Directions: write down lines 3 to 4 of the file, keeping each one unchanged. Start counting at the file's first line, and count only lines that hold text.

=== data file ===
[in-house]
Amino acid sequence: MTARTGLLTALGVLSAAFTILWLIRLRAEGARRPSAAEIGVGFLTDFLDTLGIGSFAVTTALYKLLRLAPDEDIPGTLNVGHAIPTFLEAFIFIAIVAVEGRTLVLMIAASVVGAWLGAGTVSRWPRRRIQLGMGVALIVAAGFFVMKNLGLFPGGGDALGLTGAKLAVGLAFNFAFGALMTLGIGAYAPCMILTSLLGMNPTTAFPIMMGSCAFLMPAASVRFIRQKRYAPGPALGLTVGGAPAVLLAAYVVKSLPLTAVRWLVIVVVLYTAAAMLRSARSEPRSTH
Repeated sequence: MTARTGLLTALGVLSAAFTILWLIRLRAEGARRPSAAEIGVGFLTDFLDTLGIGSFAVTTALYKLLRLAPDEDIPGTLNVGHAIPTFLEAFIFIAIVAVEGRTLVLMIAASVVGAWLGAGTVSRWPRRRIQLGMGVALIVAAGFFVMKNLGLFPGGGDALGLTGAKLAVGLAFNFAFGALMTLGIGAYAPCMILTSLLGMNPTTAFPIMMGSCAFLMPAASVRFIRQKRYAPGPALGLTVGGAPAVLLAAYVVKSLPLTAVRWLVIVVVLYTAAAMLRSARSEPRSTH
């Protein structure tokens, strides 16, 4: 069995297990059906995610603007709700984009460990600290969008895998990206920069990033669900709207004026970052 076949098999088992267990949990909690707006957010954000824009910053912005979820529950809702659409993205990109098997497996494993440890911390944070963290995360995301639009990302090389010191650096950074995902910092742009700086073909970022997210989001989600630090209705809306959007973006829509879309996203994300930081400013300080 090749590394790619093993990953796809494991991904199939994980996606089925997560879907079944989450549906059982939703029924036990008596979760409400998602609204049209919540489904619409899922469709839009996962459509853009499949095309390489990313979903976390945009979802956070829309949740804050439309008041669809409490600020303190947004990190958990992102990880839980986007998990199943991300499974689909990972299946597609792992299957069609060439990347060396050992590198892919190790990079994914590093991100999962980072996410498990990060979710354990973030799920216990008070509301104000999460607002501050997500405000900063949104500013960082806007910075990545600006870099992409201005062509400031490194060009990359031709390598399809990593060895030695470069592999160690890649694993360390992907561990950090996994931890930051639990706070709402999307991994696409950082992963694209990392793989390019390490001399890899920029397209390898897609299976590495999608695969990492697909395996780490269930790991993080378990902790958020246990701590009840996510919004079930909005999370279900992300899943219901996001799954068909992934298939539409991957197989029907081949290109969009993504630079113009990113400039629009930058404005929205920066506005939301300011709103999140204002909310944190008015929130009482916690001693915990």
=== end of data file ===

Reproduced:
Repeated sequence: MTARTGLLTALGVLSAAFTILWLIRLRAEGARRPSAAEIGVGFLTDFLDTLGIGSFAVTTALYKLLRLAPDEDIPGTLNVGHAIPTFLEAFIFIAIVAVEGRTLVLMIAASVVGAWLGAGTVSRWPRRRIQLGMGVALIVAAGFFVMKNLGLFPGGGDALGLTGAKLAVGLAFNFAFGALMTLGIGAYAPCMILTSLLGMNPTTAFPIMMGSCAFLMPAASVRFIRQKRYAPGPALGLTVGGAPAVLLAAYVVKSLPLTAVRWLVIVVVLYTAAAMLRSARSEPRSTH
């Protein structure tokens, strides 16, 4: 069995297990059906995610603007709700984009460990600290969008895998990206920069990033669900709207004026970052 076949098999088992267990949990909690707006957010954000824009910053912005979820529950809702659409993205990109098997497996494993440890911390944070963290995360995301639009990302090389010191650096950074995902910092742009700086073909970022997210989001989600630090209705809306959007973006829509879309996203994300930081400013300080 090749590394790619093993990953796809494991991904199939994980996606089925997560879907079944989450549906059982939703029924036990008596979760409400998602609204049209919540489904619409899922469709839009996962459509853009499949095309390489990313979903976390945009979802956070829309949740804050439309008041669809409490600020303190947004990190958990992102990880839980986007998990199943991300499974689909990972299946597609792992299957069609060439990347060396050992590198892919190790990079994914590093991100999962980072996410498990990060979710354990973030799920216990008070509301104000999460607002501050997500405000900063949104500013960082806007910075990545600006870099992409201005062509400031490194060009990359031709390598399809990593060895030695470069592999160690890649694993360390992907561990950090996994931890930051639990706070709402999307991994696409950082992963694209990392793989390019390490001399890899920029397209390898897609299976590495999608695969990492697909395996780490269930790991993080378990902790958020246990701590009840996510919004079930909005999370279900992300899943219901996001799954068909992934298939539409991957197989029907081949290109969009993504630079113009990113400039629009930058404005929205920066506005939301300011709103999140204002909310944190008015929130009482916690001693915990």